In the wake of Google’s plan to digitize books from libraries and provide access to their contents through its search engine, Yahoo has announced that it would join with the University of California, the University of Toronto, and others to digitize large collections of books and make them searchable through any search engine and downloadable for free.
The project, to be run by the newly formed Open Content Alliance (OCA), will scan and digitize only texts in the public domain, except where the copyright holder has expressly given permission. In contrast, the Google Print for Libraries project plans to include works that are under copyright, although copyright holders can choose to withhold their books from the program; it has met with objections from publishers’ and authors’ groups, who dispute Google’s claim that the digitizing falls under the fair use doctrine.
In addition to the two universities, content for the OCA project will come from the United Kingdom’s National Archives, O’Reilly Media, and the European Archive. The nonprofit Internet Archive will host the digitized material, scanning technology will be provided by Hewlett-Packard, and Adobe Systems will supply licenses for its Acrobat and Photoshop software.
“Bringing the treasures of our libraries and archives to a worldwide readership is in the interest of many organizations,” said Internet Archive founder Brewster Kahle. “The Internet Archive along with the other founding members of the OCA invite interested organizations to join the effort and help fulfill this digital dream.”
On the Yahoo blog, Kahle said the costs of the initiative “are mostly being borne by the host institutions based on their own fundraising or business models. The cost of digitization is sometimes offset by a different party . . . We think this can scale to millions of books, movies, and audio recordings.”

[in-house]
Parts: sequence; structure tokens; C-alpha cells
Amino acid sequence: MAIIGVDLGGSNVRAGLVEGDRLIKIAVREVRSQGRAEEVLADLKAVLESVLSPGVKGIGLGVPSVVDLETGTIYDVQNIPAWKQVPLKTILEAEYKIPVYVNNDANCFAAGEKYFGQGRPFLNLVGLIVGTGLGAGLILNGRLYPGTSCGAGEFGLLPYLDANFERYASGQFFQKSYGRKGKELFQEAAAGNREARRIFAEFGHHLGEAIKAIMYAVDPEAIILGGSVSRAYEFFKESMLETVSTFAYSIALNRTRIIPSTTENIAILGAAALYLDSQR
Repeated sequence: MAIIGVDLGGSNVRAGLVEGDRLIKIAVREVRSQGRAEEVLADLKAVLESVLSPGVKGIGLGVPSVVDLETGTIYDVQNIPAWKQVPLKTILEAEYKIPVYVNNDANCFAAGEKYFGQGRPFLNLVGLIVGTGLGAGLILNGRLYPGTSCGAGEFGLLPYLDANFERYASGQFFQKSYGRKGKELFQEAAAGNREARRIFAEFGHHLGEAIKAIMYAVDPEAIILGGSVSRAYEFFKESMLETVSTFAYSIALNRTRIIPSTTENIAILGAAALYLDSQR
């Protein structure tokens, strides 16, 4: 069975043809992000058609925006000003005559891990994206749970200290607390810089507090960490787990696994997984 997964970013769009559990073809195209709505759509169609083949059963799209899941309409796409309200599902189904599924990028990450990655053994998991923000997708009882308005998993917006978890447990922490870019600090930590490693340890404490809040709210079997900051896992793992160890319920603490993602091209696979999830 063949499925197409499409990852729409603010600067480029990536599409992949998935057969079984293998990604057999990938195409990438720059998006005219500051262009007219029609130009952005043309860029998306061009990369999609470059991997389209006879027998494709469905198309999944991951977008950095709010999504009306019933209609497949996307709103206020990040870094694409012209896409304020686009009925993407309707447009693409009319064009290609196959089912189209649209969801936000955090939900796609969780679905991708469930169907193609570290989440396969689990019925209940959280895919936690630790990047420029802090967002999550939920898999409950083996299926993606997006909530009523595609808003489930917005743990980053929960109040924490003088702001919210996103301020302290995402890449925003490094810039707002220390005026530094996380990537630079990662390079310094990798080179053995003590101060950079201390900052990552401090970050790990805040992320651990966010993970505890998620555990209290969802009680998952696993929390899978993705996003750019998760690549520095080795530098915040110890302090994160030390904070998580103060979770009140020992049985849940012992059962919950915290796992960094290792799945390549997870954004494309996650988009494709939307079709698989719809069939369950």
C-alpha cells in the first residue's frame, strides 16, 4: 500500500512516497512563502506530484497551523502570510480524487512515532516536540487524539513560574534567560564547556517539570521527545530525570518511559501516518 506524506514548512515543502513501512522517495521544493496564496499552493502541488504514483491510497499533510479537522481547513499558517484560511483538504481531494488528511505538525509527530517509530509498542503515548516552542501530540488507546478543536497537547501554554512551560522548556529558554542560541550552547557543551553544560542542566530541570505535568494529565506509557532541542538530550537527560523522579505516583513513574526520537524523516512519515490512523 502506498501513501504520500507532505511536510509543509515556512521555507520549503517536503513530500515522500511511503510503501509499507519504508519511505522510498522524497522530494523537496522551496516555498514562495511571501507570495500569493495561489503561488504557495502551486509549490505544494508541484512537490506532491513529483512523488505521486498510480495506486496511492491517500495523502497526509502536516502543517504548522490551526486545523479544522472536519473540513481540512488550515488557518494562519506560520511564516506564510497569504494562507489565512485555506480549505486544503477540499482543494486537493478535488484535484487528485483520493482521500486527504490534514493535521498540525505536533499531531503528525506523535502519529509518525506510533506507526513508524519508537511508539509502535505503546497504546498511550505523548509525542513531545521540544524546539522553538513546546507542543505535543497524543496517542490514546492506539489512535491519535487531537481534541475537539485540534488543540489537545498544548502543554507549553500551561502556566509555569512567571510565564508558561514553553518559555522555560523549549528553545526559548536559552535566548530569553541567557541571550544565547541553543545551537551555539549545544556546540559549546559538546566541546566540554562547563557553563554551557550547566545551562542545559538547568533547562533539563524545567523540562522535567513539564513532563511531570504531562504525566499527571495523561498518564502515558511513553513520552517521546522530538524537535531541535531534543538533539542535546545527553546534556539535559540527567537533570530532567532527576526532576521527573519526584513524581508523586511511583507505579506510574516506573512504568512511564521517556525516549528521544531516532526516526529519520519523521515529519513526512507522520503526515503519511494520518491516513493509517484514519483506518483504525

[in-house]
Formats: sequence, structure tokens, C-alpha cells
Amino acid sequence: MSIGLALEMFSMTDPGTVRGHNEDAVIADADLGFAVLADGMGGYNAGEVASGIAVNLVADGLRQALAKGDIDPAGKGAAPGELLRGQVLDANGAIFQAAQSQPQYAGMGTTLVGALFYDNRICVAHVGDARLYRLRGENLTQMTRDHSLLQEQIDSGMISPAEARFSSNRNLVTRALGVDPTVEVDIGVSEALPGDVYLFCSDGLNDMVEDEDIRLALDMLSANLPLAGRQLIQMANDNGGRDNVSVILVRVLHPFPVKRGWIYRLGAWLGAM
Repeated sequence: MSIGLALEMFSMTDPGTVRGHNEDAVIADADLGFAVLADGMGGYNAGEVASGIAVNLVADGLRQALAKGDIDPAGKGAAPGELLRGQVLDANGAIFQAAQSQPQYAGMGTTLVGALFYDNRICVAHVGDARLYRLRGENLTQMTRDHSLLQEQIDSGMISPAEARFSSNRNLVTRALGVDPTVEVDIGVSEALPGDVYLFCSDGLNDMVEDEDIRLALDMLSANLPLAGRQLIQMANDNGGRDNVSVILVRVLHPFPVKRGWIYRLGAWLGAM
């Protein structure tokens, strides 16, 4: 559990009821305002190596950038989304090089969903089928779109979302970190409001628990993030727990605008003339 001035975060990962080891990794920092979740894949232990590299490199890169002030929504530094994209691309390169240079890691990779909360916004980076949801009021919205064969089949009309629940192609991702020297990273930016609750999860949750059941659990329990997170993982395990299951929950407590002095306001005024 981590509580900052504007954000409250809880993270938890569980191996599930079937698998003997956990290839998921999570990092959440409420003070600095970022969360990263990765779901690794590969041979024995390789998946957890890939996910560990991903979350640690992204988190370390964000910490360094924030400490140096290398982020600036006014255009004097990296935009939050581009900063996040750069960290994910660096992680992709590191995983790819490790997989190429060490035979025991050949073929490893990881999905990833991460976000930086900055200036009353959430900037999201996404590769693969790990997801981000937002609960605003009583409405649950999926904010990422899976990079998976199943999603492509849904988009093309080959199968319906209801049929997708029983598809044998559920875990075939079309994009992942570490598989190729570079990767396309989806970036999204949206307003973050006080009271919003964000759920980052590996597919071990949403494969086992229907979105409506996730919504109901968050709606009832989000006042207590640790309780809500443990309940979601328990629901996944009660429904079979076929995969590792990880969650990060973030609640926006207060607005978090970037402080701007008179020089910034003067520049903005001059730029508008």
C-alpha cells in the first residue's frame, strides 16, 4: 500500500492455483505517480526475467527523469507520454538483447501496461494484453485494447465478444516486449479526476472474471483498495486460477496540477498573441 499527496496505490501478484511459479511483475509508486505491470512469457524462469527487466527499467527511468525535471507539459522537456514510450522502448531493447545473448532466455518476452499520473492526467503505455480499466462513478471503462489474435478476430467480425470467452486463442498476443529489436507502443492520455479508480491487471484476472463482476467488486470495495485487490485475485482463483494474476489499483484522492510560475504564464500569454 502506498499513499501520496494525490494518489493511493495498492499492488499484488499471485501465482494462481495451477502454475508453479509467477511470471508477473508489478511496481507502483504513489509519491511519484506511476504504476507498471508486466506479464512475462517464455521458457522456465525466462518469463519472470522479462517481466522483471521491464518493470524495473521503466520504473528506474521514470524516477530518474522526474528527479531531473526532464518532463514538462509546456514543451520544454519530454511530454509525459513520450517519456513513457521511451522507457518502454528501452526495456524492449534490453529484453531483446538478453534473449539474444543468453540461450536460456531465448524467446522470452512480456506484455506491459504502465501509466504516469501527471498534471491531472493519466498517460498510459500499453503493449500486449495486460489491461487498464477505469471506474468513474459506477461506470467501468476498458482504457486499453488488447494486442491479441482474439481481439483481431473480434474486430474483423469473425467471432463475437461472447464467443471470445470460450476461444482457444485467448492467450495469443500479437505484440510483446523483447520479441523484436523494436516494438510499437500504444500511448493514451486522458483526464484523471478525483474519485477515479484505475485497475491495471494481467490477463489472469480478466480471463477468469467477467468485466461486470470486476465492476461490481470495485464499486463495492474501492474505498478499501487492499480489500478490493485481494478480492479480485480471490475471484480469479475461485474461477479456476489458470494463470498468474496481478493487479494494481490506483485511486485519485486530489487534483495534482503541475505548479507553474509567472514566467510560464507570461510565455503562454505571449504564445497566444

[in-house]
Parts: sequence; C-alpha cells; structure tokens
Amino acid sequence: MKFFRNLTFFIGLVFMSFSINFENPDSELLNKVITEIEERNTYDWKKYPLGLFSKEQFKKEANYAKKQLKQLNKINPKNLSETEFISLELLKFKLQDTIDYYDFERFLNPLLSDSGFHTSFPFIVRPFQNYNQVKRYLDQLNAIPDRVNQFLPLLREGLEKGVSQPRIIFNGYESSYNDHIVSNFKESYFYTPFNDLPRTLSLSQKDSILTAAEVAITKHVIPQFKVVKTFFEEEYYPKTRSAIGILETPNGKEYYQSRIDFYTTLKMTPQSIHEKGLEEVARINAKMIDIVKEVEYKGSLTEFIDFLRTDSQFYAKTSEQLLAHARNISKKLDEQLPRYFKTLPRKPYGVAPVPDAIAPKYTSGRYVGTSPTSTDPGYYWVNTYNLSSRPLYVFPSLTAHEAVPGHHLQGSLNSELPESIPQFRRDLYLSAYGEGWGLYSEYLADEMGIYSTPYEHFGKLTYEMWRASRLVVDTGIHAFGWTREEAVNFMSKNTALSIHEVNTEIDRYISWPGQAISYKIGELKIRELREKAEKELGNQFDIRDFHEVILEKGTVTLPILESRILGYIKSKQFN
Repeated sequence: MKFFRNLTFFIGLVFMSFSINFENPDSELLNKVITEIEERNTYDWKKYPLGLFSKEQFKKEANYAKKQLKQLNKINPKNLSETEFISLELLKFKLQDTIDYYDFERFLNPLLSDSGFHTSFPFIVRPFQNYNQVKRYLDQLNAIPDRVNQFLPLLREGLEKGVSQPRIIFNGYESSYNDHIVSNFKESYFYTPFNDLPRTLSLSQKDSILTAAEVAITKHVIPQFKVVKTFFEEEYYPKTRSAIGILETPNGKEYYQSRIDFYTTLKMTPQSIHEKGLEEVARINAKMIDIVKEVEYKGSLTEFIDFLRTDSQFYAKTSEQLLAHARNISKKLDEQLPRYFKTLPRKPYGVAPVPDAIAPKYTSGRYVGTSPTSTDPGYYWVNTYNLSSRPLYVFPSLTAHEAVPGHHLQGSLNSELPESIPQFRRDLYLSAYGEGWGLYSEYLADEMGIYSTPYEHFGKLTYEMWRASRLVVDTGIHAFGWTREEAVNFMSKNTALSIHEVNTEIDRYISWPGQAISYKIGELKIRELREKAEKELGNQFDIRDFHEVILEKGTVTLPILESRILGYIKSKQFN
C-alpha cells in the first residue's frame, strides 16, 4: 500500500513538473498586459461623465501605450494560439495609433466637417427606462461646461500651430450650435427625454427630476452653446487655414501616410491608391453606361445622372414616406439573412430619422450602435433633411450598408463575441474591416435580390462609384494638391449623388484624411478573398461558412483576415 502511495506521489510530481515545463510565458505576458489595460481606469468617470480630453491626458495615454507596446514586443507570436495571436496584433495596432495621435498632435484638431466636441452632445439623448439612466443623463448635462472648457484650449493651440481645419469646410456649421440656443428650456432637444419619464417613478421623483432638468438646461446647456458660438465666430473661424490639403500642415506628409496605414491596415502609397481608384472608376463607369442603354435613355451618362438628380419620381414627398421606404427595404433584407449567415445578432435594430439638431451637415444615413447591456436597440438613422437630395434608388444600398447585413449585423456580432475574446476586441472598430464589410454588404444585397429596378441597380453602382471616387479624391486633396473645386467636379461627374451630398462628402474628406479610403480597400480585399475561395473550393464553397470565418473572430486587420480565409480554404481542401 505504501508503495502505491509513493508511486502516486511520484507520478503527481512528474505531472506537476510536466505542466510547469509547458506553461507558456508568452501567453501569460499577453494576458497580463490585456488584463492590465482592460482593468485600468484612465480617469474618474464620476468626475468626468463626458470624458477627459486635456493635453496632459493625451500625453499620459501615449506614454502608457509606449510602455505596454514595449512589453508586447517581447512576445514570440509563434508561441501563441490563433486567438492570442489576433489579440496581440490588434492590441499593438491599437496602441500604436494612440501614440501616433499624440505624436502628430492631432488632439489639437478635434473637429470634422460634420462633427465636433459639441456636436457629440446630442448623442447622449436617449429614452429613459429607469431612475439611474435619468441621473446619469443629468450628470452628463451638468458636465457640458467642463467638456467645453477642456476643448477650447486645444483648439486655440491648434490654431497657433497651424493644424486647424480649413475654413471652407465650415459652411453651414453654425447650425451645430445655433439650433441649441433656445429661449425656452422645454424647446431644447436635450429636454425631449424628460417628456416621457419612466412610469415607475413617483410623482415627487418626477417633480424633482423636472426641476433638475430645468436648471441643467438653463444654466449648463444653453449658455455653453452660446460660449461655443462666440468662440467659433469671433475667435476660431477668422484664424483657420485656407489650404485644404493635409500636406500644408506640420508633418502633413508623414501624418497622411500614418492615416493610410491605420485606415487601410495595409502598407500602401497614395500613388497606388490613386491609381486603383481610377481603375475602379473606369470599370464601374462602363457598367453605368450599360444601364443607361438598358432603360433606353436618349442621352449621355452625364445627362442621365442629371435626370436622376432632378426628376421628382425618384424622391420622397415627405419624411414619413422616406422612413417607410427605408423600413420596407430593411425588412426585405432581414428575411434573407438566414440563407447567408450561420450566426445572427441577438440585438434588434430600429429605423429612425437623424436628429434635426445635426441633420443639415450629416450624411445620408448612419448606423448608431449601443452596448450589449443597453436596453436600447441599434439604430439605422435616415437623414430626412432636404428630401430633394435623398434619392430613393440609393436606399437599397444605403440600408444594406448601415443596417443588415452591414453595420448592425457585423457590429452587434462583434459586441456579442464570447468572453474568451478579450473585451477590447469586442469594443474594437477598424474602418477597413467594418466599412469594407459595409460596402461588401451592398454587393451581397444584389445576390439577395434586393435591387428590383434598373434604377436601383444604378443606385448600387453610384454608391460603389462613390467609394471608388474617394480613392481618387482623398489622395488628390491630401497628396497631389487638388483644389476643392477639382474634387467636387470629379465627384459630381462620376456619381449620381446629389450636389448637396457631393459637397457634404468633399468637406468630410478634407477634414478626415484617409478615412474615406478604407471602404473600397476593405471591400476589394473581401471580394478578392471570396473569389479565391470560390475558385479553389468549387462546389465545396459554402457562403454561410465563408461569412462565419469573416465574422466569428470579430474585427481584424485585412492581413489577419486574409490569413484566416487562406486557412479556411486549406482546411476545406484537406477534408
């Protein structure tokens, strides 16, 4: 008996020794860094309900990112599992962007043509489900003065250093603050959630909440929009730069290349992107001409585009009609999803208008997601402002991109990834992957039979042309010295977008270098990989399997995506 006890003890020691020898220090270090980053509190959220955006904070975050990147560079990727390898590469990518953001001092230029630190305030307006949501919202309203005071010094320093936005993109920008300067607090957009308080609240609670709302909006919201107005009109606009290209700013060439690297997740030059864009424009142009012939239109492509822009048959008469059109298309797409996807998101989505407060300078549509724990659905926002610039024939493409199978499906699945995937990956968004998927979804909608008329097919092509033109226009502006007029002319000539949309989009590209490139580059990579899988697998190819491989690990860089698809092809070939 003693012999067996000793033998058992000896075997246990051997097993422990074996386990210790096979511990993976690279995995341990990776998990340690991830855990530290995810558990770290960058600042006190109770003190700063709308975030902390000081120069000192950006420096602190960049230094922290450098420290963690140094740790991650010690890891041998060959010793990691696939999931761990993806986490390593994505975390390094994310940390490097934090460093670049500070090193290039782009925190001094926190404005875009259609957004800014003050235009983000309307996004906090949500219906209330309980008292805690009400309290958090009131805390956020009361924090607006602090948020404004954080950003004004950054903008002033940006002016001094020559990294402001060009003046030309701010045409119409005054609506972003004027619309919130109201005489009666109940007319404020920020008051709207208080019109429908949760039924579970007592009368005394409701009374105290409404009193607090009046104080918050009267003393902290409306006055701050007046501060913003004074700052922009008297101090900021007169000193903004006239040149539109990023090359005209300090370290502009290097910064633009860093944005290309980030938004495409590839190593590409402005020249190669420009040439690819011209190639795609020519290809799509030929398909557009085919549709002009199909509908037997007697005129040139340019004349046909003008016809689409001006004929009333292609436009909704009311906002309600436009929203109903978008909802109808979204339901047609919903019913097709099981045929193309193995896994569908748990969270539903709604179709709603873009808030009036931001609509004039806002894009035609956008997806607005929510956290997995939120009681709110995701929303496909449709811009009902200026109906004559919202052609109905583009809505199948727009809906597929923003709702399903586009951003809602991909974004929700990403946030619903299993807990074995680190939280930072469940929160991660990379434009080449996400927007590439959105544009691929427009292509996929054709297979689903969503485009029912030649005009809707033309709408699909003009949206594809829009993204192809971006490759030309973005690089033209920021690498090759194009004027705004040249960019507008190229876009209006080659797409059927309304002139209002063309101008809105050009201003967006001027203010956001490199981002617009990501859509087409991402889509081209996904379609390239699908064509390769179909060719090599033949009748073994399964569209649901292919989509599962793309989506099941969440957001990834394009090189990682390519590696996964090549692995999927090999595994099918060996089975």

Another ambitious digitization project was announced September 30 when the European Commission unveiled a plan to digitize and preserve Europe’s books, films, photographs, manuscripts, speeches, and music.
“Without a collective memory, we are nothing, and can achieve nothing. It defines our identity and we use it continuously for education, work, and leisure,” said Information Society and Media Commissioner Viviane Reding. “The internet is the most powerful new tool we have had for storing and sharing information since the Gutenberg press, so let’s use it to make the material in Europe’s libraries and archives accessible to all.”
The commission acknowledged that digitization projects are already underway in the member states, but called them fragmented. It called for member states and cultural institutions to join the European Union initiative in order to avoid the creation of mutually incompatible systems and duplication of effort.
The announcement follows a proposal in April from six European leaders for what they called a “European digital library.” The commission invited comments, with a January 20, 2006, deadline, that will be considered in formulating a recommendation to be presented the following June.